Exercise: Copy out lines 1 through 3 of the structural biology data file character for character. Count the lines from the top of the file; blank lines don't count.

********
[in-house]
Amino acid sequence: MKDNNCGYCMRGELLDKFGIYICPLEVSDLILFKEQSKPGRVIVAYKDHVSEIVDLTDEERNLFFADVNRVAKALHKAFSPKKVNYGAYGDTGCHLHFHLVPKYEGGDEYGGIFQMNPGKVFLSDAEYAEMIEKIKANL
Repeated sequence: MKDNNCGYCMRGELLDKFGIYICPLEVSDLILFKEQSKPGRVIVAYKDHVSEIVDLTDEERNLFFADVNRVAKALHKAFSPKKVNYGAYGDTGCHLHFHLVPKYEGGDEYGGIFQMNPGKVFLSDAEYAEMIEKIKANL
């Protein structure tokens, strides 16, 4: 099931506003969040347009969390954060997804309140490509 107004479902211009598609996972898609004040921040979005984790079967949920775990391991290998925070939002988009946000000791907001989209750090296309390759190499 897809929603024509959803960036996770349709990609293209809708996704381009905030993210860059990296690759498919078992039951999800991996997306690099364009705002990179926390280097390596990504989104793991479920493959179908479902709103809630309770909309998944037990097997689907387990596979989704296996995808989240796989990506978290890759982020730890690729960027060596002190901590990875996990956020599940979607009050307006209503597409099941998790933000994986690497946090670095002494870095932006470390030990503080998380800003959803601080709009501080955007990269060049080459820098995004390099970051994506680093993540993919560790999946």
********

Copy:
[in-house]
Amino acid sequence: MKDNNCGYCMRGELLDKFGIYICPLEVSDLILFKEQSKPGRVIVAYKDHVSEIVDLTDEERNLFFADVNRVAKALHKAFSPKKVNYGAYGDTGCHLHFHLVPKYEGGDEYGGIFQMNPGKVFLSDAEYAEMIEKIKANL
Repeated sequence: MKDNNCGYCMRGELLDKFGIYICPLEVSDLILFKEQSKPGRVIVAYKDHVSEIVDLTDEERNLFFADVNRVAKALHKAFSPKKVNYGAYGDTGCHLHFHLVPKYEGGDEYGGIFQMNPGKVFLSDAEYAEMIEKIKANL